Nettle leaf is a non-toxic plant leaf that commonly is used to make tea. It also can be steamed as an edible green that is rich in protein, iron, and minerals, or it may be dried or freeze-dried. Capsules made from nettle leaf are commonly used to treat arthritis, anemia, eczema, gout, and muscle and joint pain. Leaves can be made into a compost tea that may be used as a nitrogen-rich plant food as well.
Most people who are familiar with nettle leaves are acquainted with the sting they leave on the person unfortunate enough to brush against the plant. Also known as “stinging nettle,” the plant grows wild in partly shaded woodland areas with fertile soil. Many gardeners strategically locate their gardens in an area nettles prefer because the presence of nettles indicates nutritious soil, and nettle leaves distract insect pests that may otherwise eat garden plants.
Historically, nettle leaf has been used for thousands of years to increase energy, act as a diuretic, and ease muscle and joint pain. Some cultures also used nettle leaf to treat menstrual problems. In recent years, some studies have shown a decrease in joint pain in arthritis sufferers when nettle leaf was applied to the skin. When leaf extract was combined with nonsteroidal anti-inflammatory medication (NSAIDs), many patients were able to decrease their NSAID dosage. More studies are needed to confirm the results, but initial findings and testimonials may be promising. An unrelated study found that nettle capsules helped reduce symptoms of hay fever.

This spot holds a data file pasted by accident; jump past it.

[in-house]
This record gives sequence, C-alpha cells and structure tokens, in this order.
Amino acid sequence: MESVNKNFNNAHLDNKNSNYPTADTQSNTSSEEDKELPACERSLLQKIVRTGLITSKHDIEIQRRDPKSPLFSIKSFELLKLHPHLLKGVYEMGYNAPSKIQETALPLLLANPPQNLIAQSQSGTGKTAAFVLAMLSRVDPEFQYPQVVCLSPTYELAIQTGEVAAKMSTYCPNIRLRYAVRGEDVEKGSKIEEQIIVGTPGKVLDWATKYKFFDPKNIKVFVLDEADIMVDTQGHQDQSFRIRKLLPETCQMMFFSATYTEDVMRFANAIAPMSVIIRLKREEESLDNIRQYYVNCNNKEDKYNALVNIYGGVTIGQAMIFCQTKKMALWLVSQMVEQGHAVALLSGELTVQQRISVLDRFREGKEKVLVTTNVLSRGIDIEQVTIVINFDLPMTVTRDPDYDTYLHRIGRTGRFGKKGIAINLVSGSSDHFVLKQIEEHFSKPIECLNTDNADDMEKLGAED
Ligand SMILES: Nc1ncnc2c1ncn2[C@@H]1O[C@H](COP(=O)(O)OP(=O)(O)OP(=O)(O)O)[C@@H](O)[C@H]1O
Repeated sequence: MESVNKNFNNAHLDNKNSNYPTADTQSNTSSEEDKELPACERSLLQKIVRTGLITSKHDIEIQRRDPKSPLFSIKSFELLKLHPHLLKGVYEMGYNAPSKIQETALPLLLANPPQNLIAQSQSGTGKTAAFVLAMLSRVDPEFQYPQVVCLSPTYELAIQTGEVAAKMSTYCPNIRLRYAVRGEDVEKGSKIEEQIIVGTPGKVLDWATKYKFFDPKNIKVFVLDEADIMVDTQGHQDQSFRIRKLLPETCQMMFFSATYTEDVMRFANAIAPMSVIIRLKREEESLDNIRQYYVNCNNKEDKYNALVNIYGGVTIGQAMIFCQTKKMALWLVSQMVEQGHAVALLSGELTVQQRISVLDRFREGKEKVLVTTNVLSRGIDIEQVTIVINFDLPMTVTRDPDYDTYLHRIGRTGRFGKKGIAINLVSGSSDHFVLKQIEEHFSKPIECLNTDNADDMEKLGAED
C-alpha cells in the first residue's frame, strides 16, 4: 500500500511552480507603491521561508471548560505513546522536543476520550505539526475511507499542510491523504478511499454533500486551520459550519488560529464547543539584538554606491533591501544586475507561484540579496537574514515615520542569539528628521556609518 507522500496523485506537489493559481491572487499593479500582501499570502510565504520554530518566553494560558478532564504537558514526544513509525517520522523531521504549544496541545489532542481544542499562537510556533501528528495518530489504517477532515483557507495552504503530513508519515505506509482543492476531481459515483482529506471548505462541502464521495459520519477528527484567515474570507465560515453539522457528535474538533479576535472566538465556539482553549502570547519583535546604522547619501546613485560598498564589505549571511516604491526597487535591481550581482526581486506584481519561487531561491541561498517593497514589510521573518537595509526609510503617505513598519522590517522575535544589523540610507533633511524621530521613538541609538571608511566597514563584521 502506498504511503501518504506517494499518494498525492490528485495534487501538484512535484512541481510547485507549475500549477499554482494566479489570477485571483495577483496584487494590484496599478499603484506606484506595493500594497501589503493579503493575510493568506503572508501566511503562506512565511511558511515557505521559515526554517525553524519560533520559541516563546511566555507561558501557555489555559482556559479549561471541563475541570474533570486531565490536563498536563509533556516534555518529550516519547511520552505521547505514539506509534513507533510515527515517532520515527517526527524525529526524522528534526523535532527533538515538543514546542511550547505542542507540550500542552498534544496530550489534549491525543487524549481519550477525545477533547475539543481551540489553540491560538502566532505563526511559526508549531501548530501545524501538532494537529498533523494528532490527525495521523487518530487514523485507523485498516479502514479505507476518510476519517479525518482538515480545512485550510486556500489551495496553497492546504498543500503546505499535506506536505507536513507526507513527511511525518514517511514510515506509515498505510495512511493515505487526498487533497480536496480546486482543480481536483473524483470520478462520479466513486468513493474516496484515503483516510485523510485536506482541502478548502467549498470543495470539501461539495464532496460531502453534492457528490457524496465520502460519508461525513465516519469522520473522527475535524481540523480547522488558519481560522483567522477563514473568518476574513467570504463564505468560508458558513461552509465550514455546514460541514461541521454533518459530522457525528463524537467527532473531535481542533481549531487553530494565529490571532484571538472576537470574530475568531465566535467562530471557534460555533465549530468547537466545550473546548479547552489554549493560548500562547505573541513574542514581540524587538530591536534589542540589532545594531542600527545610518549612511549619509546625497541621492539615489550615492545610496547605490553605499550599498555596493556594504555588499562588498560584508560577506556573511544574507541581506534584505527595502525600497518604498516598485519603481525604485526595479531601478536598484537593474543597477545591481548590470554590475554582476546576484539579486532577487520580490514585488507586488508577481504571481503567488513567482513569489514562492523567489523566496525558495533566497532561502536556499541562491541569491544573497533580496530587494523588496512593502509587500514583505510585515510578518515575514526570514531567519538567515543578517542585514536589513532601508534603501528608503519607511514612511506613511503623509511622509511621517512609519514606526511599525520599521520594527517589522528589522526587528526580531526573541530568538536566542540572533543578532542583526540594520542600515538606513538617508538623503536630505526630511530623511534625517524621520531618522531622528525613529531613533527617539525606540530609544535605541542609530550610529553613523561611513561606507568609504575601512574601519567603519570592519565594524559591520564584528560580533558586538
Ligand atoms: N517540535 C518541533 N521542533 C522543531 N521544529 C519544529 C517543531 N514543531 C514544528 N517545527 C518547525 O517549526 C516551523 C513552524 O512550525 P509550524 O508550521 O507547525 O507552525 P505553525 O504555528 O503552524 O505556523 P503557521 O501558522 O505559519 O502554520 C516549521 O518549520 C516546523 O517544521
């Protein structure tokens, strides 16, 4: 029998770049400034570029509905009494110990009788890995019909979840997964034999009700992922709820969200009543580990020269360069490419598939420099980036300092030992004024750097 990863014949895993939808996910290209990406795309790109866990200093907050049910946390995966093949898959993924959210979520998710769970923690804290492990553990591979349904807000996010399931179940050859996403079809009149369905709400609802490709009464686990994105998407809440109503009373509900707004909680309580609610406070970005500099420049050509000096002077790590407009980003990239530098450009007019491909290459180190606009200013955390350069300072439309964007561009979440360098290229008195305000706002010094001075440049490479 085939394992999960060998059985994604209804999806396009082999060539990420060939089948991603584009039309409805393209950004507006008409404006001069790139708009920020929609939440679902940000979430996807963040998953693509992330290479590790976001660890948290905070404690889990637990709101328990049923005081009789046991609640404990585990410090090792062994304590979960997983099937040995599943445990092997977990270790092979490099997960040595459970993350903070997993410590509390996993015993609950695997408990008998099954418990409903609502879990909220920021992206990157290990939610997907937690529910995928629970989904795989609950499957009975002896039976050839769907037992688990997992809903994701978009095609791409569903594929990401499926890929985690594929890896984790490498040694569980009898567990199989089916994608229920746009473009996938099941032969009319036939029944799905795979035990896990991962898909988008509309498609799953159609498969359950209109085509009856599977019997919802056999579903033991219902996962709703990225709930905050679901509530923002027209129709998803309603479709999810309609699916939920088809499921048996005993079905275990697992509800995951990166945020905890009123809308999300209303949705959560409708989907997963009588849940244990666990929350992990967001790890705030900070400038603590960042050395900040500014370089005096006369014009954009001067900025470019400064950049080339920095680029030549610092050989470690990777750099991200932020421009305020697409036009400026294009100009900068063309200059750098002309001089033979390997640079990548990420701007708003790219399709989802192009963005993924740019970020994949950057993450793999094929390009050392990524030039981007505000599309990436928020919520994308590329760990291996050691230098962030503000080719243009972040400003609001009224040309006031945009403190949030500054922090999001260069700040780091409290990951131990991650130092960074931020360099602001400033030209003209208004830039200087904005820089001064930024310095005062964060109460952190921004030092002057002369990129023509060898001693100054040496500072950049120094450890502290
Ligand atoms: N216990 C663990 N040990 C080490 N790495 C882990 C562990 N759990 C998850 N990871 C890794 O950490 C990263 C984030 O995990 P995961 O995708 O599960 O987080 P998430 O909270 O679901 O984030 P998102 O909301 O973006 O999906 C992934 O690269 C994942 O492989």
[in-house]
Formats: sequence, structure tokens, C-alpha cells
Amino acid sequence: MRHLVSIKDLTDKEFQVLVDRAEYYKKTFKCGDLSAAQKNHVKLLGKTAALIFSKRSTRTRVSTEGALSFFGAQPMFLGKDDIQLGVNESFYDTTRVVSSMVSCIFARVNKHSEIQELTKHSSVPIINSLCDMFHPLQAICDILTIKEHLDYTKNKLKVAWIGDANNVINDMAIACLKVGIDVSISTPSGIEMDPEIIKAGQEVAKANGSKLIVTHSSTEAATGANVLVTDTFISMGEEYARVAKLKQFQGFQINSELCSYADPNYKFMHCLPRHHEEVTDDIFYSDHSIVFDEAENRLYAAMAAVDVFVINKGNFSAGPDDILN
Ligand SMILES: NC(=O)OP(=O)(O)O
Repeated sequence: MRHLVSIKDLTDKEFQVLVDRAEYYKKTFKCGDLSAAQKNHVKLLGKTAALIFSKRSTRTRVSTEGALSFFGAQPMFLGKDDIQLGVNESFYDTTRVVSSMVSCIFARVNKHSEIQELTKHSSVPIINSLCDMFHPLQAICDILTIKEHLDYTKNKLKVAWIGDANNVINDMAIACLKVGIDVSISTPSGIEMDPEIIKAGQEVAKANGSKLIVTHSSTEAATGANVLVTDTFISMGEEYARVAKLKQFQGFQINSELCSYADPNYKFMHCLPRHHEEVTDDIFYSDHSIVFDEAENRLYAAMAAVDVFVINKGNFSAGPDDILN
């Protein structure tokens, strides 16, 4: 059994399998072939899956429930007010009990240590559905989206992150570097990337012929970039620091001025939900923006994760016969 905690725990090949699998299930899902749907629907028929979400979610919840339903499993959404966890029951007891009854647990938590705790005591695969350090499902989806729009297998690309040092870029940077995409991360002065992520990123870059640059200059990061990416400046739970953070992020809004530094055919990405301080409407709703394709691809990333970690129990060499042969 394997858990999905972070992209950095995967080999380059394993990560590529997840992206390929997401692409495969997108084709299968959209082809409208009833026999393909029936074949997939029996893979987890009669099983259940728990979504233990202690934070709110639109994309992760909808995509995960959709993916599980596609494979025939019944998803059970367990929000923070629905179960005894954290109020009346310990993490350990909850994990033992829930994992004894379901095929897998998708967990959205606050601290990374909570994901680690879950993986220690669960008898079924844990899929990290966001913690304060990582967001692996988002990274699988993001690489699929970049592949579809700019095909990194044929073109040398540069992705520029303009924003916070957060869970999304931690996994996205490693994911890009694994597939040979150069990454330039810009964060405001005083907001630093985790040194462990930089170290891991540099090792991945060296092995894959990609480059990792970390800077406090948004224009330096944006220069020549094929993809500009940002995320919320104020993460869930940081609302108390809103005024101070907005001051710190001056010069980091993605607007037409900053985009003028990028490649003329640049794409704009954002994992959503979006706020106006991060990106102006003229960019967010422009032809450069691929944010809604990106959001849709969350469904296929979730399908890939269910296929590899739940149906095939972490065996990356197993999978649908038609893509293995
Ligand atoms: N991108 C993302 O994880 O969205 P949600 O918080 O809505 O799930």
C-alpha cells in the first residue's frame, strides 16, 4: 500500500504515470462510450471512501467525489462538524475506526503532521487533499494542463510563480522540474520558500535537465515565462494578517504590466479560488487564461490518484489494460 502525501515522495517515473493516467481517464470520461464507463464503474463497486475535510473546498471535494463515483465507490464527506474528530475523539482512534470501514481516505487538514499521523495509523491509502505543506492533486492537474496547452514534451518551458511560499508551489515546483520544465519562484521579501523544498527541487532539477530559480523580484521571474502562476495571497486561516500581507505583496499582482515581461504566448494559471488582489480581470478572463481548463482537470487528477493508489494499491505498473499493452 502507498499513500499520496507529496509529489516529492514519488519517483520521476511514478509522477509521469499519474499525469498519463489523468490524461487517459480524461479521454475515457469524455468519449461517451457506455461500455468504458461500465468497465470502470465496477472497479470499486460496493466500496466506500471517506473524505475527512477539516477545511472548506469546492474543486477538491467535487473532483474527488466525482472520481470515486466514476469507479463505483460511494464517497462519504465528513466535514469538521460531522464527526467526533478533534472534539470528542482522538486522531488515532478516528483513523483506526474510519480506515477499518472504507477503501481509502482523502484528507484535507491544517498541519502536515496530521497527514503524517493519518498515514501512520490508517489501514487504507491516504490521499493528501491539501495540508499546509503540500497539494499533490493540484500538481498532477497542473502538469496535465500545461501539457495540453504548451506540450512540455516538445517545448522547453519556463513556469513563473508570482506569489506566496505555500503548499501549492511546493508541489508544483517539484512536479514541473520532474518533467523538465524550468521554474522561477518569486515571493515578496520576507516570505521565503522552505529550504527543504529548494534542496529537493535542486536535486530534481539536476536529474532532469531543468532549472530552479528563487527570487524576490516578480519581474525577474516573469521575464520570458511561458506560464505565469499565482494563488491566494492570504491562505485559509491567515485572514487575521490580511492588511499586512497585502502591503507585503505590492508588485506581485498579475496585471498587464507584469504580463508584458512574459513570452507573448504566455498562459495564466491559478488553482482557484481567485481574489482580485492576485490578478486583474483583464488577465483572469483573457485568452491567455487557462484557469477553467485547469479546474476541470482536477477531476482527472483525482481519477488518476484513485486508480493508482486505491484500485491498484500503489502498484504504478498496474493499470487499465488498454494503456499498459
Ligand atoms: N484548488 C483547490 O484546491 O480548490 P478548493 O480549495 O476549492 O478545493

Some people use the stinging nettle leaves to reduce pain as well. It is thought that the chemicals released into the skin from the nettle can boost the body's anti-inflammatory response and reduce pain, especially arthritis-related pain. The tiny needles growing on nettle leaves release formic acid, serotonin, histamine, and other chemicals when they come into contact with human skin.
Some very promising studies on Benign Prostatic Hyperplasia (BPH) also found that nettle reduced urinary difficulties. Nettle worked as well as finasteride, the generally accepted drug used to treat the condition. However, these studies focused on nettle root, which appears to have different effects than the leaves.
When nettle is processed for use as a tea, cooked as a green, or dried, the stinging needles are deactivated, rendering it safe for comfortable consumption. There are mild side effects in some people. These may include skin irritation when nettle leaf is applied to the skin, or mild upset stomach when taken internally. Since nettle leaf may have powerful effects, it may interact with some medications, so a doctor should be consulted before consuming the plant.